Zionism is a tool of British imperialism which needs Palestine for its own purposes; Zionism is dispossessing the Arab peasants and is conducting a colonization by conquest with the aid of British bayonets; No nation can solve its problems by emigrating to another country, even if Palestine were not so small and so thickly populated; Zionism draws away the attention of the Jewish masses from the problems of the countries where they live; Zionism separates them from the masses of other nationalities; as a chauvinist movement it is a breeding ground for fascism.

Beyond simply opposing zionism, the Party was clearly aware of the colonialist and fascist basis of its attitude toward Palestine over a decade before the Nakba happened. These are essential details in understanding the Party’s position from the beginning.

Equally imperative to emphasize is that the Party has also long understood zionism as a fundamentally racist project. In 1975, William L. Patterson, longtime leader of the Communist Party, wrote an article titled “Zionism’s Actions Prove Zionism’s Racism,” in the Daily World. In it he explains that “Racism is a doctrine, a philosophy of the world’s warmongers. It is a vicious incitement to genocidal tactics in all social relations.” Following from this he explains that the conclusion that zionism is racism “flows logically from the history of zionist relations with the Arab peoples of Palestine, the Oriental Jews and Black Jews.” In further illustrating his argument, he notes that zionism, itself, is antisemitic and that zionist support for Rhodesia and South Africa not only highlights that “the zionists’ treatment of the Palestinians is analogous in some respects to that of South Africa’s racist murder clique toward Blacks,” but that this support reveals the racism at zionism’s core. Additionally illustrative of zionism’s racism is its imperialist orientation, by which zionism “threatens the successful implementation of the African and Asian liberation movements, as well as world peace.”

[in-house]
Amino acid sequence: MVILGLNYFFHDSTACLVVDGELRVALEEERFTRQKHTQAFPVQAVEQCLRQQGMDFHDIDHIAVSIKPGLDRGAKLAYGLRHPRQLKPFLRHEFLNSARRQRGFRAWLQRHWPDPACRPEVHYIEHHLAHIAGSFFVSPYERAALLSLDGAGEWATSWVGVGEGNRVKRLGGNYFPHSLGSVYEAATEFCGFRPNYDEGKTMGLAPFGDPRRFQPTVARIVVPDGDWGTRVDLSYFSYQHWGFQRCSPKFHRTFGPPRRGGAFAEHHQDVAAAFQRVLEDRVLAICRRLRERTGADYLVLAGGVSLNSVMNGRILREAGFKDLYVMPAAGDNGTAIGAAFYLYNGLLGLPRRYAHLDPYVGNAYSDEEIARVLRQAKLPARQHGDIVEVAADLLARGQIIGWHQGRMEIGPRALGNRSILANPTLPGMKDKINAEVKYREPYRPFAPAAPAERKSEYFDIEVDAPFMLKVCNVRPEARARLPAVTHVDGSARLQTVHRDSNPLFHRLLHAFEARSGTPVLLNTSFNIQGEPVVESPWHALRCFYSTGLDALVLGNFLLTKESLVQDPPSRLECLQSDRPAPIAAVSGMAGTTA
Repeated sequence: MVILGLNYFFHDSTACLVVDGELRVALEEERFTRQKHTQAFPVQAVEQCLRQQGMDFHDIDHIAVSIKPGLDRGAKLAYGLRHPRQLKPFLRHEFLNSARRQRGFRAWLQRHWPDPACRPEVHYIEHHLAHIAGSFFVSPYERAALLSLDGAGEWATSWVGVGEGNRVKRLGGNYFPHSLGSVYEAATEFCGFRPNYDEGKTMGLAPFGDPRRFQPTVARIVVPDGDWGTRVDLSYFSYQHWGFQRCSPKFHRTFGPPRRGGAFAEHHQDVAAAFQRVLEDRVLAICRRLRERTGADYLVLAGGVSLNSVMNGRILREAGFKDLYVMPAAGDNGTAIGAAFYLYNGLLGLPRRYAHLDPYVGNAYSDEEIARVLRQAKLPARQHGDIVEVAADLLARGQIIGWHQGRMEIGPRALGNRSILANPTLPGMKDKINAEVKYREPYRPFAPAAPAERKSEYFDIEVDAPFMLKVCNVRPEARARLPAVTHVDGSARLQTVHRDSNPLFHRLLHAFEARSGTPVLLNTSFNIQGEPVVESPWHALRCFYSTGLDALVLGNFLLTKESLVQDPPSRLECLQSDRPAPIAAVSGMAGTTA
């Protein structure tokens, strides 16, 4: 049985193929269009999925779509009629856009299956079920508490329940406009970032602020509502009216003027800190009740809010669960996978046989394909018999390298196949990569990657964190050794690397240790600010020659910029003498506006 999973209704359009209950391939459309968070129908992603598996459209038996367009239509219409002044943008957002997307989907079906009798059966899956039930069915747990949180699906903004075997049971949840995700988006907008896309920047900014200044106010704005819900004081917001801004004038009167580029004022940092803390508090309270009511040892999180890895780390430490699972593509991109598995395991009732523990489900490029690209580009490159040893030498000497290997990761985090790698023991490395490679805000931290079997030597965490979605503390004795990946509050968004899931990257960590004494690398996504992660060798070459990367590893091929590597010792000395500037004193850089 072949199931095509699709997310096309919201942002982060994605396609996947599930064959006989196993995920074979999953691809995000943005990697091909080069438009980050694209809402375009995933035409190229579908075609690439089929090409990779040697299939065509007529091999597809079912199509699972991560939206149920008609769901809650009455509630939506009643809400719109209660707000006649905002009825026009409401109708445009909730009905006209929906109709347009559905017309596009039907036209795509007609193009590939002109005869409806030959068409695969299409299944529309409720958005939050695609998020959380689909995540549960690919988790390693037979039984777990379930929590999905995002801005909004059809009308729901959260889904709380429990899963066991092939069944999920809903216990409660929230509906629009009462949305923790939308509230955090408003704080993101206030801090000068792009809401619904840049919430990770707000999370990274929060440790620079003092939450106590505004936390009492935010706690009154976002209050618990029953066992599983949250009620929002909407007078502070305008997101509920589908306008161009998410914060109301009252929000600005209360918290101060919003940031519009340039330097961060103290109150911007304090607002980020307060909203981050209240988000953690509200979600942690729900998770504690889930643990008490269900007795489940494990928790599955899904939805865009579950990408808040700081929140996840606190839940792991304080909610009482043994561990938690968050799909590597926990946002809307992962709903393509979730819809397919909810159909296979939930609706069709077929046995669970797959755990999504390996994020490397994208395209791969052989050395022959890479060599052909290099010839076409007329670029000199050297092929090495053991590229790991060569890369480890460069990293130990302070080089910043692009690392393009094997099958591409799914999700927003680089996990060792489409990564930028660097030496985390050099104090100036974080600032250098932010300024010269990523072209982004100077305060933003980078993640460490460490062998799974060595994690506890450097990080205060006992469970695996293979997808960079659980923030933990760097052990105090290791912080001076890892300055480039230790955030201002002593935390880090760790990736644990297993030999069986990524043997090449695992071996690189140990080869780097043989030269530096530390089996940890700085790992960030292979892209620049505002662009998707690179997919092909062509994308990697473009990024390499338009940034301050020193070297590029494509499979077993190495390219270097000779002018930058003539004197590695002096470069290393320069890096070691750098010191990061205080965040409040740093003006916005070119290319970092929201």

This particular component is an important insight into our Party’s position on zionism. Our Party’s opposition to zionism as a racist, colonial, and expansionist project is imperative in expressing our support for the Palestinian right to self-determination. It is following from this position that we form our understanding of the Nakba as an ongoing, fundamentally violent, settler-colonial process, the responsibility of which lies with the Israeli occupation and zionism. We see this continued process of slaughter and mass displacement continuing through the unfolding genocide in Gaza and must work to combat Israel’s continued assaults on the Palestinian people. Zionism’s racism is also central to the question domestically, as we see a rise in the repression of Palestinians, Arabs, and Palestinian solidarity activists. We are experiencing a climate of increased anti-Palestinian, anti-Muslim, and anti-Arab propaganda pushed by zionist politicians and institutions. Understanding these points is indispensable in locating the root of the current violence against the Palestinian people.